Dutch PM survives no confidence vote, but is seriously damaged

Mark Rutte leaves the parliamentary complex after the debate. Photo: Bart Maat ANP
Mark Rutte leaves the parliamentary complex after the debate. Photo: Bart Maat ANP

Dutch prime minister Mark Rutte has narrowly survived a late night vote of no confidence after being accused of lying over suggestions that a CDA MP who is highly critical of the government be moved ‘elsewhere’.

The complete opposition, including the fundamentalist SGP, voted for the motion, but this was not enough to force the caretaker prime minister to stand down. A second motion of censure against Rutte, for damaging public trust in government, was supported by almost everyone.

‘I have heard the message and taken it to heart,’ Rutte said, shortly after the vote. He said he would do his utmost to get back the confidence of parliament, and that at no point during the chaos had he considered resigning.

The motion of censure was drawn up by Sigrid Kaag, leader of Rutte’s coalition partner D66, which was the big winner in last month’s general election, plus Wopke Hoekstra, leader of the CDA. Kaag told MPs that her confidence in Rutte had been badly shaken by Rutte’s actions.

Thursday’s debate was called to discuss the shambolic start to the coalition negotiations following the March 17 general election.

The chaos began after Kajsa Ollongren, one of two people selected to start off the talks, accidentally leaked a damning memo as she dashed from the parliament building early on Friday morning after testing positive for coronavirus.

The note, drawn up on the basis of talks with party leaders, suggested the position of Christian Democrat MP Pieter Omtzigt was due to be discussed at a later meeting with Rutte and Kaag.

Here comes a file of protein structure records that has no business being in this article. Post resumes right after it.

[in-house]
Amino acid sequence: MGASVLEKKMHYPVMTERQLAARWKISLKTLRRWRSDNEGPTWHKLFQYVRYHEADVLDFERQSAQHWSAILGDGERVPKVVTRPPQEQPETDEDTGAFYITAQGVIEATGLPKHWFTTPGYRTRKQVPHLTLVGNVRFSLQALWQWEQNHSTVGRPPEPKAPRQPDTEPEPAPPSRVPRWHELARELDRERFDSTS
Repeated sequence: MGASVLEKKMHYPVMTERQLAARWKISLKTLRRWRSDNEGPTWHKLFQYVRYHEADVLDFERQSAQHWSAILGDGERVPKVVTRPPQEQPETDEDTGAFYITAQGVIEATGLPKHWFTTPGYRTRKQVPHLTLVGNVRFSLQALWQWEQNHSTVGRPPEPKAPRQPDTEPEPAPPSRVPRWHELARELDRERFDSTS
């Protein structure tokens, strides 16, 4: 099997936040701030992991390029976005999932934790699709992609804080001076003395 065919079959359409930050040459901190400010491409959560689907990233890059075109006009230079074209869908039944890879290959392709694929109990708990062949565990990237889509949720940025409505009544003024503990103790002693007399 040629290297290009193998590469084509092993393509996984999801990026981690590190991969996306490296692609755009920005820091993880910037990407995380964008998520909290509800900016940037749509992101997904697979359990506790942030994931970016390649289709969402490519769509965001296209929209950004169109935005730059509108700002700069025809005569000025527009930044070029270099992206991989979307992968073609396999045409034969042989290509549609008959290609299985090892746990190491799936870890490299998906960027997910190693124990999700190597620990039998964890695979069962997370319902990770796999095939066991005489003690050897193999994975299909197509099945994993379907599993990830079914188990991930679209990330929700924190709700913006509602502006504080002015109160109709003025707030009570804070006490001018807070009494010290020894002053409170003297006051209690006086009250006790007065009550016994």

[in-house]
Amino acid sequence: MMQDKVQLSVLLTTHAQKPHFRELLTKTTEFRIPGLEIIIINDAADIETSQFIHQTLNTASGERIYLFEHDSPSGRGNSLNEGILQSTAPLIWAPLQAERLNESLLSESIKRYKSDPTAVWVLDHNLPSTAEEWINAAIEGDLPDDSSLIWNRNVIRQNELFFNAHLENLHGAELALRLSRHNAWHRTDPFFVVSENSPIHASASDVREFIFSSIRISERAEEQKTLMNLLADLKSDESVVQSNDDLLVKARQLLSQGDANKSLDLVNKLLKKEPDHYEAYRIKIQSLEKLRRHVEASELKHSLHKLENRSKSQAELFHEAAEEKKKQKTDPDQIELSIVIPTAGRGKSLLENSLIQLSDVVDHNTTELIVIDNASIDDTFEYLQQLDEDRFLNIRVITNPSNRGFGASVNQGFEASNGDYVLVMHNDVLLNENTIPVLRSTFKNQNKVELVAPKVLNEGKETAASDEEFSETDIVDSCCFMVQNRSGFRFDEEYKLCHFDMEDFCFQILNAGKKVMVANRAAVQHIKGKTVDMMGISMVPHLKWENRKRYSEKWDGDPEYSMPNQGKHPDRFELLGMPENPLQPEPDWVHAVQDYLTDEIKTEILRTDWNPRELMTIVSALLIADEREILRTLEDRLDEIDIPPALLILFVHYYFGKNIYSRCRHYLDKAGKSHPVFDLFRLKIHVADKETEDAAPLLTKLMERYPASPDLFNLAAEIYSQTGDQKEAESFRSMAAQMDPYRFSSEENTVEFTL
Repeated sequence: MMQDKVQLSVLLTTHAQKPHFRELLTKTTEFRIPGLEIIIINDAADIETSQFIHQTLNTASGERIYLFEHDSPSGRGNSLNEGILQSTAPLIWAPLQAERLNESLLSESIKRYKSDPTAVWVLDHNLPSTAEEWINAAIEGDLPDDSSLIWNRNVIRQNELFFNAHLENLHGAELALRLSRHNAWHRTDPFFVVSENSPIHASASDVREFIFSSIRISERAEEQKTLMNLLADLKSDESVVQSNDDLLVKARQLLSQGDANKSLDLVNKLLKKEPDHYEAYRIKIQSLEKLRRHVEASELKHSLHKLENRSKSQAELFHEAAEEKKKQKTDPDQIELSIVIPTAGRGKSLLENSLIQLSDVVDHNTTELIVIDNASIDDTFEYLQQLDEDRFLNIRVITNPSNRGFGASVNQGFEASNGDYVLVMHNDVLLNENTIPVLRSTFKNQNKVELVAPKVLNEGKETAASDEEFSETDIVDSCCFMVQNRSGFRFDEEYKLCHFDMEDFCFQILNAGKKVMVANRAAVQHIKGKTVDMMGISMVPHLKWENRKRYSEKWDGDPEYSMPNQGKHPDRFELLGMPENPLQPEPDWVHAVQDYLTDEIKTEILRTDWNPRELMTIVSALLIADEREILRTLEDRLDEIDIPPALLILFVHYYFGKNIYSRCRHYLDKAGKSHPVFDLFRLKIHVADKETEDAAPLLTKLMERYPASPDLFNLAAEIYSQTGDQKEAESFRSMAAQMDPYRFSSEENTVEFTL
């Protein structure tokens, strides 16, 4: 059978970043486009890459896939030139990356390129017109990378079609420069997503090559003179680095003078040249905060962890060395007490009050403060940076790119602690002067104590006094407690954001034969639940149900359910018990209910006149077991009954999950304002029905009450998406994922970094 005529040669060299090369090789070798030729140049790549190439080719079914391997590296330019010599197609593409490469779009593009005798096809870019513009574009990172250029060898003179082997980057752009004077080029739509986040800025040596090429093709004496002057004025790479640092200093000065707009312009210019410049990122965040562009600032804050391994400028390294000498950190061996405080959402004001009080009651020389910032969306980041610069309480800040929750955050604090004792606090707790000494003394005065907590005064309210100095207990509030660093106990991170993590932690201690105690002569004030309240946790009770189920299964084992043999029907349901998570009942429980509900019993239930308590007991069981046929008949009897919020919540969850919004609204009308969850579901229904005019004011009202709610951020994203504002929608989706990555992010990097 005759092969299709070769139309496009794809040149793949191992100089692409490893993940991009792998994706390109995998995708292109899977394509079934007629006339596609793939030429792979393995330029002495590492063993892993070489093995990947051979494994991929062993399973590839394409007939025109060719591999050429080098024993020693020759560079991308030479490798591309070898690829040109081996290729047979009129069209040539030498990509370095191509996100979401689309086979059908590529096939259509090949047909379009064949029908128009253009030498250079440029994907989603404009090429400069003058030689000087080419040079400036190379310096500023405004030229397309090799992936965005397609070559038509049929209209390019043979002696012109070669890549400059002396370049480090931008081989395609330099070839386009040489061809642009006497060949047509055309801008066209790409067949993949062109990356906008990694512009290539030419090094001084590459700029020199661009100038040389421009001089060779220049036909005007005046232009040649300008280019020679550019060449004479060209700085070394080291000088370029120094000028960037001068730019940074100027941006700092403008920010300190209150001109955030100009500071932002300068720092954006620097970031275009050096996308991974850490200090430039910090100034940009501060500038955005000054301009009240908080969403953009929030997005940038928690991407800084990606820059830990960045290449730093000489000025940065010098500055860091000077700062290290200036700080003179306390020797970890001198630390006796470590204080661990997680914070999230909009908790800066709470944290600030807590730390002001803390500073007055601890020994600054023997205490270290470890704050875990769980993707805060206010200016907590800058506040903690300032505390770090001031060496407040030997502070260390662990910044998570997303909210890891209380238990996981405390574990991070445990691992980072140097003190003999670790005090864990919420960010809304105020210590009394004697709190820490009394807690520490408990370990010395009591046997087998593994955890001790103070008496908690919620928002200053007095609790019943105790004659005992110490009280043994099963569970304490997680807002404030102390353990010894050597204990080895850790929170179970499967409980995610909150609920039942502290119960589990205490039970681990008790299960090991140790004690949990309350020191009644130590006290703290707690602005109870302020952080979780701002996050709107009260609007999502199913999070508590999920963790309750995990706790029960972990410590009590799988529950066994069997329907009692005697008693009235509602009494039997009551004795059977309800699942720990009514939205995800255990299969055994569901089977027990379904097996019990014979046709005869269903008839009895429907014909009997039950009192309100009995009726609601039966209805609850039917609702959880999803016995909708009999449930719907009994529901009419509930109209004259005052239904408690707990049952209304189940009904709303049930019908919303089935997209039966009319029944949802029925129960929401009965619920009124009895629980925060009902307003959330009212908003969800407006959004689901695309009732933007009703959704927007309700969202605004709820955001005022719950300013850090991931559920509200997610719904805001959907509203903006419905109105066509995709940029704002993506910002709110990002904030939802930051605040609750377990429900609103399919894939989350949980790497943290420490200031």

Ollongren, a D66 politician who served as home affairs minister in Rutte’s last cabinet, and her fellow negotiator, Annemarie Jorritsma of the VVD, resigned shortly after the contents of the memo were made public. As the hunt began to find out who had raised Omtzigt’s position in the first place, Rutte was among the politicians denying any involvement.


New ‘scouts’ were appointed to restart the coalition talks and pledged MPs would be provided with all the notes taken about the formation talks so far.

Those documents, released on Thursday, showed that it was Rutte himself who had brought up the position of Omtzigt after all.

The prime minister told MPs at the start of the debate he had been reminded in an early morning phone call that it was him who mentioned Omtzigt’s name in talks with Ollongren and Jorristma. He declined to say who had warned him and went on to repeat that he had not been lying.

What next?

Having survived the vote of no confidence, Rutte can now in theory continue to act as caretaker prime minister while the cabinet negotiations continue.

And what the ramifications of the debate, which ended around 3am, are for the coalition talks remains unclear. MPs also voted to appoint a single negotiator, who is both respected and at a distance from parliament, to restart the process.

Some commentators say Rutte’s position is so damaged that he will come under pressure from within the VVD to stand down. Others say Kaag has lost status for not backing the no confidence motion.

Kaag said herself after the debate that it should ‘not be taken as read’ that Rutte will take the lead in the continuation of the formation process.

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